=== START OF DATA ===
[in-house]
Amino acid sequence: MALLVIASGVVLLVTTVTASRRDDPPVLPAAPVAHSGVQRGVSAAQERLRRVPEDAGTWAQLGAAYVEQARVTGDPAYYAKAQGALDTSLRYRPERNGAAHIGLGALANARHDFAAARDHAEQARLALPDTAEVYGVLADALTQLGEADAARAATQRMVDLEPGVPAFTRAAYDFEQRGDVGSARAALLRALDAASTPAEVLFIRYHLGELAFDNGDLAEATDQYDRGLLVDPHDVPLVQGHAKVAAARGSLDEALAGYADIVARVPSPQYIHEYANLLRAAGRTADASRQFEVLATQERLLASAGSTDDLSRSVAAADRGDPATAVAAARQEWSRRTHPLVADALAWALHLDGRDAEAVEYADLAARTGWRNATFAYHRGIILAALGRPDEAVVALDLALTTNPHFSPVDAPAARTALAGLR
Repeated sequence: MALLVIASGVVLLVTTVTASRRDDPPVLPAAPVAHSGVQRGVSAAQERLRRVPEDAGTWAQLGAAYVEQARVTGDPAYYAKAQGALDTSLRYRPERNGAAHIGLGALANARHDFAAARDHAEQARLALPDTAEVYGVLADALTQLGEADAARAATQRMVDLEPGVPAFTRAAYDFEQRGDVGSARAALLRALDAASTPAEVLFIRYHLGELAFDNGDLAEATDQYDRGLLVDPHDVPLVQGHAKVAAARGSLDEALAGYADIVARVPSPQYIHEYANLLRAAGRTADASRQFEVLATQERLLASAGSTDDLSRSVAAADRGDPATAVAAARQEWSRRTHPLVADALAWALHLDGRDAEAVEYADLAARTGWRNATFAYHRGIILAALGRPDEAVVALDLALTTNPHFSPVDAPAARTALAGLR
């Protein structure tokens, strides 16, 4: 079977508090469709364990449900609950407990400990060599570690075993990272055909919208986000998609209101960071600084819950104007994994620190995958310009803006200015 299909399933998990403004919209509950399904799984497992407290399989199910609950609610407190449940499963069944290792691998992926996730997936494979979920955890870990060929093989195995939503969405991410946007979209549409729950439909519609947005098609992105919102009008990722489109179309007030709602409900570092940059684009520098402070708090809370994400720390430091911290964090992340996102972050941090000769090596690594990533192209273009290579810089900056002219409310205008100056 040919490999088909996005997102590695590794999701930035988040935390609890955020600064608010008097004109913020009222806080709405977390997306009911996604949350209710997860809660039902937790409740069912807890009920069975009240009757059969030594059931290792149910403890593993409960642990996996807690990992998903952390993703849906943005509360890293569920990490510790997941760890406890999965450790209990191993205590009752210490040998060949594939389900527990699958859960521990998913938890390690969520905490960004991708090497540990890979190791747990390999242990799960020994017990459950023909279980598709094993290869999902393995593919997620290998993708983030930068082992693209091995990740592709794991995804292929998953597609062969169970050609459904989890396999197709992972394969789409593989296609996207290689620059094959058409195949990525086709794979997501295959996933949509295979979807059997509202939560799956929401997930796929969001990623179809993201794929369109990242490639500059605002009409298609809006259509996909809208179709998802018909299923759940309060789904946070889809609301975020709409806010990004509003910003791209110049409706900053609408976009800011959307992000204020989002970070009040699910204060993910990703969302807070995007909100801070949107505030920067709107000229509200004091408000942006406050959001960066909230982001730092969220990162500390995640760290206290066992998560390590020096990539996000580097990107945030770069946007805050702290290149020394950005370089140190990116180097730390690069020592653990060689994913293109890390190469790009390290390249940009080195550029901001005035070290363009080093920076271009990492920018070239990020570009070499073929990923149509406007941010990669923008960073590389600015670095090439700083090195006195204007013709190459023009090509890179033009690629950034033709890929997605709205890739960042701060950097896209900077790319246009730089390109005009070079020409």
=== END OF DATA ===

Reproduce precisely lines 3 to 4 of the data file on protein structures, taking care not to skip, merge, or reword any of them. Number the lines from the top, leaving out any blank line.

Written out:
Repeated sequence: MALLVIASGVVLLVTTVTASRRDDPPVLPAAPVAHSGVQRGVSAAQERLRRVPEDAGTWAQLGAAYVEQARVTGDPAYYAKAQGALDTSLRYRPERNGAAHIGLGALANARHDFAAARDHAEQARLALPDTAEVYGVLADALTQLGEADAARAATQRMVDLEPGVPAFTRAAYDFEQRGDVGSARAALLRALDAASTPAEVLFIRYHLGELAFDNGDLAEATDQYDRGLLVDPHDVPLVQGHAKVAAARGSLDEALAGYADIVARVPSPQYIHEYANLLRAAGRTADASRQFEVLATQERLLASAGSTDDLSRSVAAADRGDPATAVAAARQEWSRRTHPLVADALAWALHLDGRDAEAVEYADLAARTGWRNATFAYHRGIILAALGRPDEAVVALDLALTTNPHFSPVDAPAARTALAGLR
């Protein structure tokens, strides 16, 4: 079977508090469709364990449900609950407990400990060599570690075993990272055909919208986000998609209101960071600084819950104007994994620190995958310009803006200015 299909399933998990403004919209509950399904799984497992407290399989199910609950609610407190449940499963069944290792691998992926996730997936494979979920955890870990060929093989195995939503969405991410946007979209549409729950439909519609947005098609992105919102009008990722489109179309007030709602409900570092940059684009520098402070708090809370994400720390430091911290964090992340996102972050941090000769090596690594990533192209273009290579810089900056002219409310205008100056 040919490999088909996005997102590695590794999701930035988040935390609890955020600064608010008097004109913020009222806080709405977390997306009911996604949350209710997860809660039902937790409740069912807890009920069975009240009757059969030594059931290792149910403890593993409960642990996996807690990992998903952390993703849906943005509360890293569920990490510790997941760890406890999965450790209990191993205590009752210490040998060949594939389900527990699958859960521990998913938890390690969520905490960004991708090497540990890979190791747990390999242990799960020994017990459950023909279980598709094993290869999902393995593919997620290998993708983030930068082992693209091995990740592709794991995804292929998953597609062969169970050609459904989890396999197709992972394969789409593989296609996207290689620059094959058409195949990525086709794979997501295959996933949509295979979807059997509202939560799956929401997930796929969001990623179809993201794929369109990242490639500059605002009409298609809006259509996909809208179709998802018909299923759940309060789904946070889809609301975020709409806010990004509003910003791209110049409706900053609408976009800011959307992000204020989002970070009040699910204060993910990703969302807070995007909100801070949107505030920067709107000229509200004091408000942006406050959001960066909230982001730092969220990162500390995640760290206290066992998560390590020096990539996000580097990107945030770069946007805050702290290149020394950005370089140190990116180097730390690069020592653990060689994913293109890390190469790009390290390249940009080195550029901001005035070290363009080093920076271009990492920018070239990020570009070499073929990923149509406007941010990669923008960073590389600015670095090439700083090195006195204007013709190459023009090509890179033009690629950034033709890929997605709205890739960042701060950097896209900077790319246009730089390109005009070079020409």